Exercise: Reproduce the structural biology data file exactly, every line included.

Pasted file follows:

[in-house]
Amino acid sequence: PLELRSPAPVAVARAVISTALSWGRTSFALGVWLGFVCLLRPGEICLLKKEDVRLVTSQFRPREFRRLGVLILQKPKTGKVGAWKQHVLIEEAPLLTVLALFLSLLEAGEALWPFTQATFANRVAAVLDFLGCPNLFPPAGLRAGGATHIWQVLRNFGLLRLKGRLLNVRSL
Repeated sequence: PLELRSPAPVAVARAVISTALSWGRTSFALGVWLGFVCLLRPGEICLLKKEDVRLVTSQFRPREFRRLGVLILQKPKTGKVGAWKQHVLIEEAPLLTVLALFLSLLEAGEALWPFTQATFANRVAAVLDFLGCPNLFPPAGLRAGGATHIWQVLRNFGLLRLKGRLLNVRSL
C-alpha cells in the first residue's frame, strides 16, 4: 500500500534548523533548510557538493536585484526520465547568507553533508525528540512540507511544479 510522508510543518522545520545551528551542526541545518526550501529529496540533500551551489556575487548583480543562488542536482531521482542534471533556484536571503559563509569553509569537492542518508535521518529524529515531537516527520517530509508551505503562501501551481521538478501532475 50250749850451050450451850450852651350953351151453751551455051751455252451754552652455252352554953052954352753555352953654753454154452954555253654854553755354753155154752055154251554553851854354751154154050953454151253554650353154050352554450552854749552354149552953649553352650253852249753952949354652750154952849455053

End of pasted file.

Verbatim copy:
[in-house]
Amino acid sequence: PLELRSPAPVAVARAVISTALSWGRTSFALGVWLGFVCLLRPGEICLLKKEDVRLVTSQFRPREFRRLGVLILQKPKTGKVGAWKQHVLIEEAPLLTVLALFLSLLEAGEALWPFTQATFANRVAAVLDFLGCPNLFPPAGLRAGGATHIWQVLRNFGLLRLKGRLLNVRSL
Repeated sequence: PLELRSPAPVAVARAVISTALSWGRTSFALGVWLGFVCLLRPGEICLLKKEDVRLVTSQFRPREFRRLGVLILQKPKTGKVGAWKQHVLIEEAPLLTVLALFLSLLEAGEALWPFTQATFANRVAAVLDFLGCPNLFPPAGLRAGGATHIWQVLRNFGLLRLKGRLLNVRSL
C-alpha cells in the first residue's frame, strides 16, 4: 500500500534548523533548510557538493536585484526520465547568507553533508525528540512540507511544479 510522508510543518522545520545551528551542526541545518526550501529529496540533500551551489556575487548583480543562488542536482531521482542534471533556484536571503559563509569553509569537492542518508535521518529524529515531537516527520517530509508551505503562501501551481521538478501532475 50250749850451050450451850450852651350953351151453751551455051751455252451754552652455252352554953052954352753555352953654753454154452954555253654854553755354753155154752055154251554553851854354751154154050953454151253554650353154050352554450552854749552354149552953649553352650253852249753952949354652750154952849455053